GM, Ford Speed Up Payments To Small Suppliers Hurt By Shutdowns

Two of the nation’s largest automakers are paying suppliers upfront to help small cash-strapped suppliers survive shutdowns caused by COVID-19.

General Motors Co. and Ford Motor Co. have introduced programs to fast-track payments that typically take up to 60 days to be paid, Reuters reported.

The car giants say they are making these payments a priority because keeping small wholesalers thriving is critical for automakers as they reopen factories, according to the report.

GM spokesman David Barnas said the car company launched its “Early Payment Program” last summer with Wells Fargo & Co. They now use it as a way to support suppliers during the pandemic.

Under the deal, a supplier gets an earlier payment from Wells Fargo for the full invoice, after paying a financing fee. GM later pays Wells Fargo the full amount.

GM said the difference in the cost of financing is linked to the automaker’s credit rating, not the supplier’s. This allows the smaller companies to leverage the car company’s financial strength for lower costs. It did not disclose other financial details. Ford’s program is similar.

“It is not a silver bullet,” Scott Eisenberg, partner at Amherst Partners, a Michigan-based restructuring advisory firm, told Reuters.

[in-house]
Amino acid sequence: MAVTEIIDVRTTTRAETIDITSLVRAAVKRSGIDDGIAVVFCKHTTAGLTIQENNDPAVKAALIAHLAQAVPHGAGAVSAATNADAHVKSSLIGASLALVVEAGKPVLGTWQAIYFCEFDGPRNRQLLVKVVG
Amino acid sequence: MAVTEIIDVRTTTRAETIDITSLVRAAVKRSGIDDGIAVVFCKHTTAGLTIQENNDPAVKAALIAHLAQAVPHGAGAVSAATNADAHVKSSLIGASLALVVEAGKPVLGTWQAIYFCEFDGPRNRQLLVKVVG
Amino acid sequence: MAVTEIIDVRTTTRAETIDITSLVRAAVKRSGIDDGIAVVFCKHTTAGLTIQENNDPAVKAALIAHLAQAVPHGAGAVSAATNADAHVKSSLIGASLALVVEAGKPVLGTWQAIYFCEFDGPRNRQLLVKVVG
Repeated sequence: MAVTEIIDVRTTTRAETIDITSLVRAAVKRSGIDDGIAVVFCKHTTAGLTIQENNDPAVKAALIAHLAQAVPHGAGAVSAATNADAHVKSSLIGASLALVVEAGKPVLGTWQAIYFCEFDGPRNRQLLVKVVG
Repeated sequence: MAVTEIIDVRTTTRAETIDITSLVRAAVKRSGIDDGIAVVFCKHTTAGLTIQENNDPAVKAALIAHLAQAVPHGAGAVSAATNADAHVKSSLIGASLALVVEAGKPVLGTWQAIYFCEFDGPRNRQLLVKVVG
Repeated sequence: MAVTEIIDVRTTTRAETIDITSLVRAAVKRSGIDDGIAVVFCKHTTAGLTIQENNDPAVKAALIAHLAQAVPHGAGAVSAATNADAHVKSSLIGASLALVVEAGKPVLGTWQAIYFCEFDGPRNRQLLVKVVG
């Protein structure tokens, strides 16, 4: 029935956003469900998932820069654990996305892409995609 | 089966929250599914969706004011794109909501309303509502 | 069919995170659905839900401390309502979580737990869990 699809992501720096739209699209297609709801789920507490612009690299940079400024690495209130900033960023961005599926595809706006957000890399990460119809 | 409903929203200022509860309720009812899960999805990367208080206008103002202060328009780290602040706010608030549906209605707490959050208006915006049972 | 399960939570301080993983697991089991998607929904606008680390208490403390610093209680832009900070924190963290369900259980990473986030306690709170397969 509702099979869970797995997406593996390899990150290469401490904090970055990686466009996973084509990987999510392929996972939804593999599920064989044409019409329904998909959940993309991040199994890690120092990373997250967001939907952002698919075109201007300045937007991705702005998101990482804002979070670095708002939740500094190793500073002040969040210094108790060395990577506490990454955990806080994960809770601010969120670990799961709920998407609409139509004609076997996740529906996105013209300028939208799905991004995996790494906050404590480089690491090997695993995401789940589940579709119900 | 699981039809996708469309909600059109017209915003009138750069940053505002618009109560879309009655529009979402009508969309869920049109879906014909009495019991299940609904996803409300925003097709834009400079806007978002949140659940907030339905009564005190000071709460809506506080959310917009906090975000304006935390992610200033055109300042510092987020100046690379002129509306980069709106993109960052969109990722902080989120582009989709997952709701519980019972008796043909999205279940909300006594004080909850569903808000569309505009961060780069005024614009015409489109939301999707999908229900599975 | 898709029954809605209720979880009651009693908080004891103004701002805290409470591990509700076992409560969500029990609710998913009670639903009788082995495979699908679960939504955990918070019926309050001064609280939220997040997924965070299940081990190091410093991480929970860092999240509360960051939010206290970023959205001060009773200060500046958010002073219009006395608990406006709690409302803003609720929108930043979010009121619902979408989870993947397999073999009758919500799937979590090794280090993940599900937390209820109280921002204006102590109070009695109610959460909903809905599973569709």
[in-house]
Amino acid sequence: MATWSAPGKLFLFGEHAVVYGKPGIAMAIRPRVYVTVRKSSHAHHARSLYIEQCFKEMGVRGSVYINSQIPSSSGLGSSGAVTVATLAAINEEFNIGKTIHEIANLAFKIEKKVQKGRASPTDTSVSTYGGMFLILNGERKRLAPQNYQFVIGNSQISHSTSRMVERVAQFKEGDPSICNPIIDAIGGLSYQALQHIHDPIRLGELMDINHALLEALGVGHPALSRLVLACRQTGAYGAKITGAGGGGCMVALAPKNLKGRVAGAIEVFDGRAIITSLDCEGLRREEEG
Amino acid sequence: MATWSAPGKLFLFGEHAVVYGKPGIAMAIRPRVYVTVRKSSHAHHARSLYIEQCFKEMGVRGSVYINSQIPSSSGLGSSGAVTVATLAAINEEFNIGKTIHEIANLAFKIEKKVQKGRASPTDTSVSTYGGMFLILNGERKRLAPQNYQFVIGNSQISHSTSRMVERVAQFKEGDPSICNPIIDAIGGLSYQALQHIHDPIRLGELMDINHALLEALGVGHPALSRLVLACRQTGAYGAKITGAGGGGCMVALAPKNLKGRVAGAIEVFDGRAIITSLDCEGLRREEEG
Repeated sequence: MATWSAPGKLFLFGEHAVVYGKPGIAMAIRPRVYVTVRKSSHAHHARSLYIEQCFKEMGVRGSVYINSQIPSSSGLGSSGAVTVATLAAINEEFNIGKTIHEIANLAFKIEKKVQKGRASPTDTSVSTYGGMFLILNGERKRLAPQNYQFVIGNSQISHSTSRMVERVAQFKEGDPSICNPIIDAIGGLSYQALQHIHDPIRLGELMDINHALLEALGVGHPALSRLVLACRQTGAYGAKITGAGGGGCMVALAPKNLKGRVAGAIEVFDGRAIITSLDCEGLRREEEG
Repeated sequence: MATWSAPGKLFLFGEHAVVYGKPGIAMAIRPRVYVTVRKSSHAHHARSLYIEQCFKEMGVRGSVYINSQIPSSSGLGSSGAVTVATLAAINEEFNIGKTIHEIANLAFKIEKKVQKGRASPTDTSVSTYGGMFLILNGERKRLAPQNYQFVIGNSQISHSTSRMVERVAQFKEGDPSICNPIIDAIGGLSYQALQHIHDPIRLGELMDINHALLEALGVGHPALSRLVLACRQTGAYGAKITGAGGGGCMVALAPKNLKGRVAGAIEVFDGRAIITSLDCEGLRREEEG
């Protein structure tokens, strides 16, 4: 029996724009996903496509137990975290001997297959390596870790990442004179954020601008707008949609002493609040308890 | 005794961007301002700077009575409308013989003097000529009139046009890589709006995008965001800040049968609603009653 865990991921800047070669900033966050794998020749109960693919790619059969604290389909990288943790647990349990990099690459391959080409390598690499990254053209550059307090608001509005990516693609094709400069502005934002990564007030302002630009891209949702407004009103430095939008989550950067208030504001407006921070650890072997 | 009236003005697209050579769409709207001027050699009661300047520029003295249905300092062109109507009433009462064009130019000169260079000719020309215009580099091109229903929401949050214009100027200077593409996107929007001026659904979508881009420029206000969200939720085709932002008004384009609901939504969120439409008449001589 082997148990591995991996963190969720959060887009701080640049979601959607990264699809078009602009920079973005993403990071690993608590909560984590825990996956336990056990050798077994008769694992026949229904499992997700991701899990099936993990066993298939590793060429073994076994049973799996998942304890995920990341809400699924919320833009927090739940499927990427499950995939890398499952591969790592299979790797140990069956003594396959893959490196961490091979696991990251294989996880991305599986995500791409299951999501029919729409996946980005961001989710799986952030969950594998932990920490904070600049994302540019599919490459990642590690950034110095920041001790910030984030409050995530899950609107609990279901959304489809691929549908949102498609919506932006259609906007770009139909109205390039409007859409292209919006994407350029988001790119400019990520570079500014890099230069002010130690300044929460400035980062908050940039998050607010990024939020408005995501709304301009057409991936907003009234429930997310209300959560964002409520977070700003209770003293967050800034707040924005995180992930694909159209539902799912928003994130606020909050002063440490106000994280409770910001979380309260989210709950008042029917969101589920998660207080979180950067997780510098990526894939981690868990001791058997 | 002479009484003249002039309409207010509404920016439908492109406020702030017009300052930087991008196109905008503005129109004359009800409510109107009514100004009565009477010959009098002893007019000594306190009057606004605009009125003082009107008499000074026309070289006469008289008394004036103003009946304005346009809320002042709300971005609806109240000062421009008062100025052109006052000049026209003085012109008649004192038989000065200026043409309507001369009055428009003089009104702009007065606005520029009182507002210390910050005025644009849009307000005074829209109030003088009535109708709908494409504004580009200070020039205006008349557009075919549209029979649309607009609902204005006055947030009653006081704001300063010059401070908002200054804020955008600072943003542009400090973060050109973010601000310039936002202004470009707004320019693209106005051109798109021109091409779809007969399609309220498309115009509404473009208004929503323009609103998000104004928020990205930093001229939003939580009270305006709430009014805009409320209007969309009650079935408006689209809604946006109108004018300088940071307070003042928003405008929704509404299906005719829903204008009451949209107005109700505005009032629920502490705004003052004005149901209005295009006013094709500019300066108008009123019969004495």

He said the fast payments come as pressure on suppliers is expected to increase this summer as lenders retreat from making loans.

“If we have this second (coronavirus) wave in the fall, the access to capital that everyone had in March won’t be the same in September and October,” Eisenberg added.

Robert Roth, co-owner of RoMan Manufacturing, a transformer and glass molding equipment manufacturer in Michigan, said companies with strong balance sheets, like his, can avoid such deals, while others have few options.

“The cost of such deals compared to the cost of being out of business is not really a choice,” he told the news service.

Jennifer Flake, a Ford spokeswoman, said the automaker launched its program last week with a small group of suppliers. They intend to expand, she added.

Flake said Ford is working with Greensill, a London-based provider of capital finance for businesses globally.